15 September 2012

Grand finals and closing ceremony!

September 7th
Well it was certainly hard to go to sleep last night even though I was in bed at a decent time. My heart was still racing from that nights game! The win was sooooo close it makes you get a sick feeling in the tummy. I tried doing the breathing techniques learnt earlier in the year (out dirty air, in clear air..) but it wasn't working. I was too excited!!

Today we had a light training session where we got done what we needed to then left for an afternoon of rest. I've never had to prepare for a Paralympic gold medal match before so pretty much winged it as far as pre-game prep was concerned. I had a little nanna nap and then got ready (which includes braiding of hair and the tying of green and gold ribbons). Every game I have been reading on the bus to the game but this time I was reading on the bus and in the change rooms before the game because I wanted to finish the third Hunger Games book (what a great trilogy!!).

Good luck card from our brother team the Rollers
It was a surreal feeling when lining up before going out on court knowing this was a gold medal game - the highest possible game a wheelchair basketballer could play. As soon as the game started it was an intense battle. The germans are amazing shooters and lead most of the game. They also played a good defense and were able to keep one of our shooting threats to zero points. They were the better shooting team on the day and unfortunately for us, made shots are what count when deciding a winner! Towards the end of the forth quarter the Gliders were told those horrible words: "play it out".

Had a message written on my wrist but should have written it in a thicker, darker pen!

The devastation I felt from losing was there inside me but I fought to keep it inside. So when the buzzer sounded and I smiled and kept on smiling: I just won a silver medal. I am a silver Paralympic medalist.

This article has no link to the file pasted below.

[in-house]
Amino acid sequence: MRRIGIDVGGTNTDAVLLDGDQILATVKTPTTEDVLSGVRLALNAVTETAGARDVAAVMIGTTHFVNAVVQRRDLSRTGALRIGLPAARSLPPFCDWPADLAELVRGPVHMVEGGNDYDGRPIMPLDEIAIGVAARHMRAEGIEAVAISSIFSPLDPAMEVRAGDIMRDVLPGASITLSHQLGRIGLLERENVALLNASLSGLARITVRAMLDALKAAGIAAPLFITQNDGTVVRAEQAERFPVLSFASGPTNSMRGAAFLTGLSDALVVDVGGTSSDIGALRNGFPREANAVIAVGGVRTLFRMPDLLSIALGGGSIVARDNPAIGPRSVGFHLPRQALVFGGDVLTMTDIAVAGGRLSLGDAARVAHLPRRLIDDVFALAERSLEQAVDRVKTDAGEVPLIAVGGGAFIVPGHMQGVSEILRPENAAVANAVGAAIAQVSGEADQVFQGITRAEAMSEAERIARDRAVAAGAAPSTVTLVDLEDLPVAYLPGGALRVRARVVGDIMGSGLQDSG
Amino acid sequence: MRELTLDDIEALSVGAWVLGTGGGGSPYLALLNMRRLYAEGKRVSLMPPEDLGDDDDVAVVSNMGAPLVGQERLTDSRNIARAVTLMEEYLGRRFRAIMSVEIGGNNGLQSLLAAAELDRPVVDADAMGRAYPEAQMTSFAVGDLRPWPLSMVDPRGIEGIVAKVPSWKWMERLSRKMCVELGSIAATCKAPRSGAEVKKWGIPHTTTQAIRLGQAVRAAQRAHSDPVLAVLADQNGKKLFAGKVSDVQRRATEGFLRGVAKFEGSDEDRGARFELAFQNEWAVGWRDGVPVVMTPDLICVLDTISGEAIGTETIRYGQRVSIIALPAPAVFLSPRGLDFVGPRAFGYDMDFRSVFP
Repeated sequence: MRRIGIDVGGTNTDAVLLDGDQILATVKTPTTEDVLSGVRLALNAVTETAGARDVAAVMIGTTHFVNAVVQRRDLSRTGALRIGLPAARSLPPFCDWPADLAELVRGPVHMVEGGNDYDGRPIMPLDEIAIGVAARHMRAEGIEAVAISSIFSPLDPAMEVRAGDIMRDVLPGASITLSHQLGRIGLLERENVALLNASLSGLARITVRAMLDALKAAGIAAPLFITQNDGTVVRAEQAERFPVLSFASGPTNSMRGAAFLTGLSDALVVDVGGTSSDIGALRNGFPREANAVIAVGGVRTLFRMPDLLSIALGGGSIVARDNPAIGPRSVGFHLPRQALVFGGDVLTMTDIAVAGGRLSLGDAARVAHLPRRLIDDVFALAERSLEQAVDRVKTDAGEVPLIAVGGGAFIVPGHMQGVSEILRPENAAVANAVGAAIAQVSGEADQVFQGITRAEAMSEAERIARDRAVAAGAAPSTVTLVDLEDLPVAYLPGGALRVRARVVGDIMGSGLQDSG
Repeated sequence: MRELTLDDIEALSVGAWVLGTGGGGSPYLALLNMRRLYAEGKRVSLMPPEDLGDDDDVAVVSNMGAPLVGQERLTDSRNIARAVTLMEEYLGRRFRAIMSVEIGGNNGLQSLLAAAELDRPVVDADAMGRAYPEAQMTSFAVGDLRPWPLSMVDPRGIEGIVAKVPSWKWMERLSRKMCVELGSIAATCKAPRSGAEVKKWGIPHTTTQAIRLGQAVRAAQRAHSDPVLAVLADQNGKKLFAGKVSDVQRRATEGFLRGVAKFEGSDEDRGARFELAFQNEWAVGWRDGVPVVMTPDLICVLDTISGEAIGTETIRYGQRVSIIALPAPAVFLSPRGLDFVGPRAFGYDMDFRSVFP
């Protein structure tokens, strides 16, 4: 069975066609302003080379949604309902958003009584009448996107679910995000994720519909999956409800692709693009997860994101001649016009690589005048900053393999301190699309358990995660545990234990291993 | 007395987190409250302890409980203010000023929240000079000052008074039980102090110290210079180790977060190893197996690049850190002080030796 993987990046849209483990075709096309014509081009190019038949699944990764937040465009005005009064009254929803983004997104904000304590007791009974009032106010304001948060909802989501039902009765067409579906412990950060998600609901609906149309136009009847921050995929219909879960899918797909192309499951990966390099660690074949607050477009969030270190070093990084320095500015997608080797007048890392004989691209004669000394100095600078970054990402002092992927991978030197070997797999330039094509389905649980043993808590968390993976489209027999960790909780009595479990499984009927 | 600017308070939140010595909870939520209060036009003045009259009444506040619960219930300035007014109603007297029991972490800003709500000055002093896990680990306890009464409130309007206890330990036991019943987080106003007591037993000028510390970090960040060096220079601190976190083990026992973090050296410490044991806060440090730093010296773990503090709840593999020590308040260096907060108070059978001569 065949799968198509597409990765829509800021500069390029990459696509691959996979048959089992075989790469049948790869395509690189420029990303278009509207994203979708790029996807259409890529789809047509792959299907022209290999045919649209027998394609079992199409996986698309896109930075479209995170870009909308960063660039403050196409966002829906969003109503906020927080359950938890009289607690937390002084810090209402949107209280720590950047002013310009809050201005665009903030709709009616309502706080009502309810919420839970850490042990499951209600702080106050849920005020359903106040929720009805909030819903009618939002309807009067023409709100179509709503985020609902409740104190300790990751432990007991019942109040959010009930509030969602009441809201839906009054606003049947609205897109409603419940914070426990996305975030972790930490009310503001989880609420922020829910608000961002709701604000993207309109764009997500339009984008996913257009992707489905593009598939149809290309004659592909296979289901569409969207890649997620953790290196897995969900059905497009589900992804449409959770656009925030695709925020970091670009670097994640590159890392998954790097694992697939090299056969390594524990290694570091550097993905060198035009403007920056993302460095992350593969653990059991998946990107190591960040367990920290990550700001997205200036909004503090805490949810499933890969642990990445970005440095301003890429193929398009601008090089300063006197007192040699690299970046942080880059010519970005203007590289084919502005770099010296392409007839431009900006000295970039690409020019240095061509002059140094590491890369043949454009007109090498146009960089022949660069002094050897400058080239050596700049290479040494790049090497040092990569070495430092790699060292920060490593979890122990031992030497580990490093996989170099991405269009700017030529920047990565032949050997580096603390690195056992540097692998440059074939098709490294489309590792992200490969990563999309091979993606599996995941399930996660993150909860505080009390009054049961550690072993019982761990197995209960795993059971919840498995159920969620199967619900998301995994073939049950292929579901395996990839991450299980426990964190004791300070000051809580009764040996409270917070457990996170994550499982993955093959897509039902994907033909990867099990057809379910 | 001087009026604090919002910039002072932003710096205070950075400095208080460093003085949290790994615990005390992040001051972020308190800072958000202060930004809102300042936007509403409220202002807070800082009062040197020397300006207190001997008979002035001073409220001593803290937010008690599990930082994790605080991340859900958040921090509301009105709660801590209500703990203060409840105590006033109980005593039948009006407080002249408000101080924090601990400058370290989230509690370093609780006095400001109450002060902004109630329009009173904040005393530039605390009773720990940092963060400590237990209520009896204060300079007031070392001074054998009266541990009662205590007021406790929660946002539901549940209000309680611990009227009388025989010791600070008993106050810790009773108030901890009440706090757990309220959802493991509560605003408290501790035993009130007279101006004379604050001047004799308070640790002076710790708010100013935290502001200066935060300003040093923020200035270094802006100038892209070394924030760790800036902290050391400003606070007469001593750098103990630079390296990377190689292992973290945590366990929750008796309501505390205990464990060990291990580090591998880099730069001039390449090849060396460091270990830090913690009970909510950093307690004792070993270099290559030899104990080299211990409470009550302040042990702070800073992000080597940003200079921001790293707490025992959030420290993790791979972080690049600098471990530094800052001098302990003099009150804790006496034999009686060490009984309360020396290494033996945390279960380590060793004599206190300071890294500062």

After the game it was such a rush to get ready for the medal ceremony. No time for anything except line up and put your ceremony jacket and pants on. It was great lining up on the silver line which happend to be across from where the Aussie supporters where seated in the crowd. Time seemed to go by quickly because it wasn't long before I was bowing my head to receive my medal (it's so heavy!) and then listening to the German national anthem before pushing off back to our change rooms. Once there we had a few debriefs and a special guest appearance by gold medalist (and fellow Glider!) Liesl Tesch. We were then allowed to go see our family and friends in the common area.

The crowd of green and gold outside of Starbucks has been a great way to finish of a game. But this time the cheer was that much bigger because we were rolling towards them with silver medals around our neck. I guess now is as good as time as ever to say a big thank you to my husband Lee and my brother in law Jon for making the sacrifices needed in order to support me in London. Having someone to run up to and hug made this Paralympics so much more special to me.

"Hi Dad"
I should also mention that the support on Twitter and Facebook has been amazing. On Twitter you realise you actually have fans, which for me is a weird concept. I am just Clare Nott from Perth, Australia but here I am with followers I don't know who are writing me with their messages of support. The daily hero messages are also an amazing mix of friends, family and fans. Facebook has been great - so many notifications of likes, comments and wall posts. I can't remember social media being this big 4 years ago :-)